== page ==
Despite the abundance of food in America, a growing number of people experience hunger, or suffer from food related disease such as diabetes and obesity. In 2010, the USDA reported that almost 15 percent of American households were food insecure, that prevalence rates of food insecurity were essentially unchanged from 2008 levels, and that these levels were the highest recorded since the first national food security survey was conducted in 1995. The Center for Disease Control reports that over the past 20 years, there has been a dramatic increase in obesity in the United States and rates remain high. In 2010, no state had a prevalence of obesity less than 20%, while 36 states had a prevalence of 25% or more; with 12 of these states (Alabama, Arkansas, Kentucky, Louisiana, Michigan, Mississippi, Missouri, Oklahoma, South Carolina, Tennessee, Texas, and West Virginia) had a prevalence of 30% or more. At the same time, in many states small and mid-size farms have disappeared or have found it increasingly difficult to remain financially viable leaving many rural regions vacant of commerce and population.
However, there is a bright spot in the picture. The growing desire for fresh, locally and regionally produced food is driving vibrant local food economies and providing healthy food options to a growing number of people. As a result, in many regions of the country small and mid-sized farmers are experiencing a renaissance. Demand for regionally produced healthy food is driving direct markets as well as wholesale markets. According to the most recent U.S. agricultural census the number of small farms is staying steady or increasing in a number of states - countering long term trends characterized by loss of small farms. Many of these farmers are selling in direct markets that offer higher prices but are limited by the volume a grower can move to market. In other cases farmers are combining products by forming or accessing existing food hubs (aggregation and distribution facilitates committed to a local food economy) that provide the infrastructure needed to cool, pack, grade and deliver fresh fruits and vegetables to market as well as to process livestock. Wholesale markets are predicted to continue to increase as commercial and institutional buyers such as retail stores, broadline distributors, school food programs, health care facilities, and universities expand their current buying levels of regionally produced healthy foods. If this growing demand for local and regional foods is going to be a source of economic development for many regions, farmers will need assistance with business and marketing skills and traditional commercial companies will need to adjust their systems now designed for global sourcing of commodity products to regional sourcing of source identified products.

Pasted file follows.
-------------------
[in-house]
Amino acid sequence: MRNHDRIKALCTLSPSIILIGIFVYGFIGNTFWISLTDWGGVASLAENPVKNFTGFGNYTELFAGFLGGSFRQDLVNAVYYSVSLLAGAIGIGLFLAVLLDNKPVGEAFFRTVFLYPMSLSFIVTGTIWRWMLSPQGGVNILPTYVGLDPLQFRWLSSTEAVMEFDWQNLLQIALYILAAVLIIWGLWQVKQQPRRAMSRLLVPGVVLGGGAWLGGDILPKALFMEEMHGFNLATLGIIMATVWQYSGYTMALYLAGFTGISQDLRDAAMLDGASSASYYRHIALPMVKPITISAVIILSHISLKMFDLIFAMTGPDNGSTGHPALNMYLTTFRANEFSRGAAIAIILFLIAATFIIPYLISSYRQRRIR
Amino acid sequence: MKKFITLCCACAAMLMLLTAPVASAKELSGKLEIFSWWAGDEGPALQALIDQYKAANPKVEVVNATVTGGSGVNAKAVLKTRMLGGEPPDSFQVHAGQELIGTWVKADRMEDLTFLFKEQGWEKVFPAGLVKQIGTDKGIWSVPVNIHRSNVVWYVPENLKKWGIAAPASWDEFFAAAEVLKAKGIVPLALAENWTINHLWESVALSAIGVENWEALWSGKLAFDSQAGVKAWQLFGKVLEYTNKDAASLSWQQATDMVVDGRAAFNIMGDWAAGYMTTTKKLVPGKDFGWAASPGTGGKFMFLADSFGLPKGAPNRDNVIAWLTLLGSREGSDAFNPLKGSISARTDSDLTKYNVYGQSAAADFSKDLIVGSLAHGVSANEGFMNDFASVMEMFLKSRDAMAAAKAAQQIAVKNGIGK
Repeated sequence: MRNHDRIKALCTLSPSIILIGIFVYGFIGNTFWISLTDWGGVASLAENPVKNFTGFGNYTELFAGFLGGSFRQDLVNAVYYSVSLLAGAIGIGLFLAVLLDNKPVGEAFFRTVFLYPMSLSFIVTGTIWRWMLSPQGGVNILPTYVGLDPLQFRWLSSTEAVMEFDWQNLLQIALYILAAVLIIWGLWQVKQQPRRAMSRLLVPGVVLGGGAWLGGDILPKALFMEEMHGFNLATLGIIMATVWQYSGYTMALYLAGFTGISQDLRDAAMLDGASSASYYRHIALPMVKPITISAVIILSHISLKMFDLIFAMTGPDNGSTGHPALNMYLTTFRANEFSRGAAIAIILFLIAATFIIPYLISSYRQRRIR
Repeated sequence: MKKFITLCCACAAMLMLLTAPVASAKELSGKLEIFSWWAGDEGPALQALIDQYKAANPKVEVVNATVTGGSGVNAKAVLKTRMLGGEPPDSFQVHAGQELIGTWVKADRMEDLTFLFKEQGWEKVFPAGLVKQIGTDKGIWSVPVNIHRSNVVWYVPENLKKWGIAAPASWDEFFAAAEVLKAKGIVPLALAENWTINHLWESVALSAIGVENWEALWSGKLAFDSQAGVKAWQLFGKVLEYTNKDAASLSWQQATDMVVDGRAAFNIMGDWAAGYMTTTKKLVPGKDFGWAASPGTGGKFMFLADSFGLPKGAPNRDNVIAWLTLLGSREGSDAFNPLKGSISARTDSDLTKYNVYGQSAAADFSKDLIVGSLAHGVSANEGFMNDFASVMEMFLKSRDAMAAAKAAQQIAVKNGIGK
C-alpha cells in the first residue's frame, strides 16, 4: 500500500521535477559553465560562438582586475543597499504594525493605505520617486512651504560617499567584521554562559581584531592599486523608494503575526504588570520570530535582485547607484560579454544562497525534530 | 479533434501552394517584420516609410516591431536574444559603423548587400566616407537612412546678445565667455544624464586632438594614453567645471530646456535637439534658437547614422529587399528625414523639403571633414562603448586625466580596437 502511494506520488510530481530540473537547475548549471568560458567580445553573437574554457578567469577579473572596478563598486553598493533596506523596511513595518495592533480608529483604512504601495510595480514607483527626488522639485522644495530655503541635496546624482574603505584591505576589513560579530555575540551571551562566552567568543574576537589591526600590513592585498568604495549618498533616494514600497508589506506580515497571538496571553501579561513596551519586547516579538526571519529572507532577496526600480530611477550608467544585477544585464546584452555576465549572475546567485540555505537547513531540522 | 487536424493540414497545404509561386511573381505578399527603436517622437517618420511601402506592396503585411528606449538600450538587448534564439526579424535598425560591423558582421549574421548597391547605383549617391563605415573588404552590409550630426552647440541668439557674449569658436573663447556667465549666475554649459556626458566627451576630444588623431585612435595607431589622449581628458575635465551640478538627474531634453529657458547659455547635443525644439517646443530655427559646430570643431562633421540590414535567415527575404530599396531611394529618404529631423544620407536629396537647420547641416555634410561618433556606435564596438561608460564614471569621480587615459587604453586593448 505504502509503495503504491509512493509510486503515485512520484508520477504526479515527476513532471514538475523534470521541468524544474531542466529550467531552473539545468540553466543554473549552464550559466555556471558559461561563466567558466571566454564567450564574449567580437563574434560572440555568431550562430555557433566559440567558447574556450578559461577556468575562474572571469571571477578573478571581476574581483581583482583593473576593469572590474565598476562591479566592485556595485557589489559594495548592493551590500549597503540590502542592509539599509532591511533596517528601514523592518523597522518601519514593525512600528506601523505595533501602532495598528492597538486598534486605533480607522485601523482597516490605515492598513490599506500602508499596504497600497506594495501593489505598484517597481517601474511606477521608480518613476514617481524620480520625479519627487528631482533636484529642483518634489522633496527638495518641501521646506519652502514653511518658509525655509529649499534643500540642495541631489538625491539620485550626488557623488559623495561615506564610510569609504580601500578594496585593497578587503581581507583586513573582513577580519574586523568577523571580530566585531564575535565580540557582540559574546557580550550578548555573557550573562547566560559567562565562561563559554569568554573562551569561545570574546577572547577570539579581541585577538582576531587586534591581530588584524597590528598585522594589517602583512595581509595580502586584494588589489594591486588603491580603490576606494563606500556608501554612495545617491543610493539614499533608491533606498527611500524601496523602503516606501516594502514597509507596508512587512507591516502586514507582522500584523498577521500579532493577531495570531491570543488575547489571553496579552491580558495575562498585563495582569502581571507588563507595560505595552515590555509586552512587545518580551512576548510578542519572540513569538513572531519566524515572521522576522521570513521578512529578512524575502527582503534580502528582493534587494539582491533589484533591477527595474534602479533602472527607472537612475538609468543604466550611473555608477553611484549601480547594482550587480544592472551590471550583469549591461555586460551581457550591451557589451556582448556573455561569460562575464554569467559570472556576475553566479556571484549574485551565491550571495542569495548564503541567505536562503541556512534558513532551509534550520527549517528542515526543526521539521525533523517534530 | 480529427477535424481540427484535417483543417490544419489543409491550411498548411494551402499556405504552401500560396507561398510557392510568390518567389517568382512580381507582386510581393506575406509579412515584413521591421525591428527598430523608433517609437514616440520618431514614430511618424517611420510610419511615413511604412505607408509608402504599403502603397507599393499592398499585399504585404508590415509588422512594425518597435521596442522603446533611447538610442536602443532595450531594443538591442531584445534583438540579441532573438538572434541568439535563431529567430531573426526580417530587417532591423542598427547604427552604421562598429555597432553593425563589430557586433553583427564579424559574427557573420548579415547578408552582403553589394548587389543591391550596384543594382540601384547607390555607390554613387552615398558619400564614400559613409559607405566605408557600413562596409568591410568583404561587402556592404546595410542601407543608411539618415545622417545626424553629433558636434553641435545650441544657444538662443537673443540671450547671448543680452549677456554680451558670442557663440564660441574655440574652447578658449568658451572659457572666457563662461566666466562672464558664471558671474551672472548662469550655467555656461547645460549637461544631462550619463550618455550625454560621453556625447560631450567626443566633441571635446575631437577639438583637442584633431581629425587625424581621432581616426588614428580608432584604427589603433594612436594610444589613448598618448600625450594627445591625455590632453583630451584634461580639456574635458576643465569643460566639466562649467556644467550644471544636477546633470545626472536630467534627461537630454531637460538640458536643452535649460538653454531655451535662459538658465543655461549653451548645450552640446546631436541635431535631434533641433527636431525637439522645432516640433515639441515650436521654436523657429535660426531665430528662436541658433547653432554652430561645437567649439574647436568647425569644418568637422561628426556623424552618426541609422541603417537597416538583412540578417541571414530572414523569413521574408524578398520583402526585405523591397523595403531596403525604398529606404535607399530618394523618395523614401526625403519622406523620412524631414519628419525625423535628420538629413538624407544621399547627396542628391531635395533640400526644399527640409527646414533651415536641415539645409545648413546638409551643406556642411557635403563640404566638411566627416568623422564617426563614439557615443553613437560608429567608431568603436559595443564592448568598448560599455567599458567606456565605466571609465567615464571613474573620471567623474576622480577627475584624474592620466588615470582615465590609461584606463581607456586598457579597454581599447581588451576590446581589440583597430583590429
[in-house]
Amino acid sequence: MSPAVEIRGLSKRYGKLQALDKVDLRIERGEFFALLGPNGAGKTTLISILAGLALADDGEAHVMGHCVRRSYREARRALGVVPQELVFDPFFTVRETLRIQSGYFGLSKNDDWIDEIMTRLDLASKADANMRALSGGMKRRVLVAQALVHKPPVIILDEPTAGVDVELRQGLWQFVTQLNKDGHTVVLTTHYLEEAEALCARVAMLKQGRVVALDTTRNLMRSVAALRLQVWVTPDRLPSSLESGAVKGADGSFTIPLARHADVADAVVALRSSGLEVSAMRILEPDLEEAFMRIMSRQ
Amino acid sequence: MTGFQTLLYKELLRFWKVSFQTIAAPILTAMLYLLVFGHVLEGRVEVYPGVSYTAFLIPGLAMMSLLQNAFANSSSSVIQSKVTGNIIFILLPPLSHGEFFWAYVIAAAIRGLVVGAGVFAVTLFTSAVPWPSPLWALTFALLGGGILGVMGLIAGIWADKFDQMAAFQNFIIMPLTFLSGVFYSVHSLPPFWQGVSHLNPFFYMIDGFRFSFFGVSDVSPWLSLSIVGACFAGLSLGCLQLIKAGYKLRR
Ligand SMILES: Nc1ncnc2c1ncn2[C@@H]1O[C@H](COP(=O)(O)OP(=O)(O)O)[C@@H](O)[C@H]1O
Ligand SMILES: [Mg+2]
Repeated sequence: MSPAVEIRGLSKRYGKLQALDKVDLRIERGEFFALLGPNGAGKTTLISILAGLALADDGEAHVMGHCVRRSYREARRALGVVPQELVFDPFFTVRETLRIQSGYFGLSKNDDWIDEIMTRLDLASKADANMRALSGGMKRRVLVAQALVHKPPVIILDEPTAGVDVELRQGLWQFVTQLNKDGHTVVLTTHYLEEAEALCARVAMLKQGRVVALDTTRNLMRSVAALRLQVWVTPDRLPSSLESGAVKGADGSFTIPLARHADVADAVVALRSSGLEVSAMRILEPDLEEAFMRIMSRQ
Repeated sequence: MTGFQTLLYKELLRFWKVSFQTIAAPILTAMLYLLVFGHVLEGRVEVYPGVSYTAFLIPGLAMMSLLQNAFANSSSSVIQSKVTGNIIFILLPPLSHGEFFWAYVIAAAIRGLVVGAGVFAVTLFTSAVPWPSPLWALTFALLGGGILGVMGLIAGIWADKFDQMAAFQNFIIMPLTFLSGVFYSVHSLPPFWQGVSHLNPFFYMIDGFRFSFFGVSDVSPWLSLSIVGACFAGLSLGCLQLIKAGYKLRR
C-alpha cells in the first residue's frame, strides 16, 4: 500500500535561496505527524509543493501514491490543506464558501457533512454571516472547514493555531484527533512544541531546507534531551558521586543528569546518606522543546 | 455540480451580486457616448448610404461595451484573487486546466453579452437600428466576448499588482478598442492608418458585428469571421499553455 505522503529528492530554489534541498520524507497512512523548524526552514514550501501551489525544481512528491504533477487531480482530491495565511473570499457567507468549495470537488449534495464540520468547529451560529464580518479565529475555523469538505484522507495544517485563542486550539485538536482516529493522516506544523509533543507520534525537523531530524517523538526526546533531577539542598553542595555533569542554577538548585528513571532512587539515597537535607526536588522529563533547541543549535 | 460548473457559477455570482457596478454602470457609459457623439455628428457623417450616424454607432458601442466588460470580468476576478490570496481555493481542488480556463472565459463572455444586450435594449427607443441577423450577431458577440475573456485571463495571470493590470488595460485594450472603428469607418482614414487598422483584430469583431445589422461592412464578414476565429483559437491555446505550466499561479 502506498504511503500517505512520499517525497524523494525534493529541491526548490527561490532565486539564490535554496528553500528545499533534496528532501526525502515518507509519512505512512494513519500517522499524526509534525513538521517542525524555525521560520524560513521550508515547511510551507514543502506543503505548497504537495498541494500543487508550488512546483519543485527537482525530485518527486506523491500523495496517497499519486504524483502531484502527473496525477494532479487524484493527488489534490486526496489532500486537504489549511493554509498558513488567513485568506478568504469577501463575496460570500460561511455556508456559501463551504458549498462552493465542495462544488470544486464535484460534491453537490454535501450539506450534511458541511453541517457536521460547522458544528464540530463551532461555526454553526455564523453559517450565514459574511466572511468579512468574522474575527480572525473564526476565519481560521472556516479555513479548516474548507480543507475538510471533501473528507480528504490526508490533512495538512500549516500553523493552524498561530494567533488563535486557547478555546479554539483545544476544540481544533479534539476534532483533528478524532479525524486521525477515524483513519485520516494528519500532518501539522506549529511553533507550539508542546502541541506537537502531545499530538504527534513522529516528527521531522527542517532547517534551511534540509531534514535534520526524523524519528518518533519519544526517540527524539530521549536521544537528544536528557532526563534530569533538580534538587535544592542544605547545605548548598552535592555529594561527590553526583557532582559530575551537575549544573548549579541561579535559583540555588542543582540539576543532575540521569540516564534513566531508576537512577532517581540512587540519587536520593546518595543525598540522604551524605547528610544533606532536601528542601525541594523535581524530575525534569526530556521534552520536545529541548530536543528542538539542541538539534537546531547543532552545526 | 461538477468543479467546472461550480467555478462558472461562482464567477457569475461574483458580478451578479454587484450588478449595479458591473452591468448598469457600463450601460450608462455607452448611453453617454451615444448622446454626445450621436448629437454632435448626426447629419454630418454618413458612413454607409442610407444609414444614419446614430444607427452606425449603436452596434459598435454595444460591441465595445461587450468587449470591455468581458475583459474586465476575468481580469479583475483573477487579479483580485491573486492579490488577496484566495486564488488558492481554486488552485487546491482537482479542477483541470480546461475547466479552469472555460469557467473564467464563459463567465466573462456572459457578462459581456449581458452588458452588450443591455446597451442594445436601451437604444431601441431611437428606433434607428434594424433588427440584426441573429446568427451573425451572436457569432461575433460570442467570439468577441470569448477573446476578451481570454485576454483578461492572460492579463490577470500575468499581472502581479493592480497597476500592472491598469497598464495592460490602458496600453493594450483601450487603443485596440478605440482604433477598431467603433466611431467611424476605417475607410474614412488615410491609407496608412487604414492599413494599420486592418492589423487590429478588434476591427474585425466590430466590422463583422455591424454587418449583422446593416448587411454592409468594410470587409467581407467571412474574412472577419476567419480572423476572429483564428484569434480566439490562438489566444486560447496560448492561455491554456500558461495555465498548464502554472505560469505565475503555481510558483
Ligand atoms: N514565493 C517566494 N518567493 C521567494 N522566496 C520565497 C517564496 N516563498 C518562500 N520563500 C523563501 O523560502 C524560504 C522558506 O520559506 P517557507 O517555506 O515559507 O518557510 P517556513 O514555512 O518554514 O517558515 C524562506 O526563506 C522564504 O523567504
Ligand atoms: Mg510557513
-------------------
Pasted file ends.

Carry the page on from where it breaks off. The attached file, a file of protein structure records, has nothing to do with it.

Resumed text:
The Wallace Center at Winrock International (the Center) will expand the activities of the National Good Food Network in order to accelerate this positive trend. The Network was developed in 2008 as a short term project and initially worked with 10 regions across the country. Winrock's CGI commitment will elevate the Network to a long-term initiative, broadening and fast-tracking its impact. The Network will build capacity of its expanding base of members by providing technical assistance, offering peer learning opportunities, leading research efforts and developing models of success that can be emulated and adapted. The Center will develop a national community of practice to support the further development of food hubs (aggregation and distribution facilities that pool source identified products from regional farms and market it to scaled-up markets). Within three years, the Center will more than quadruple active membership of the Network to 400 active members by July 2014, with a specific focus on food and agricultural companies as well as regional and national philanthropic organizations. In order to ensure sustainability of the Network the Center will develop a business plan that creates an ongoing base of support.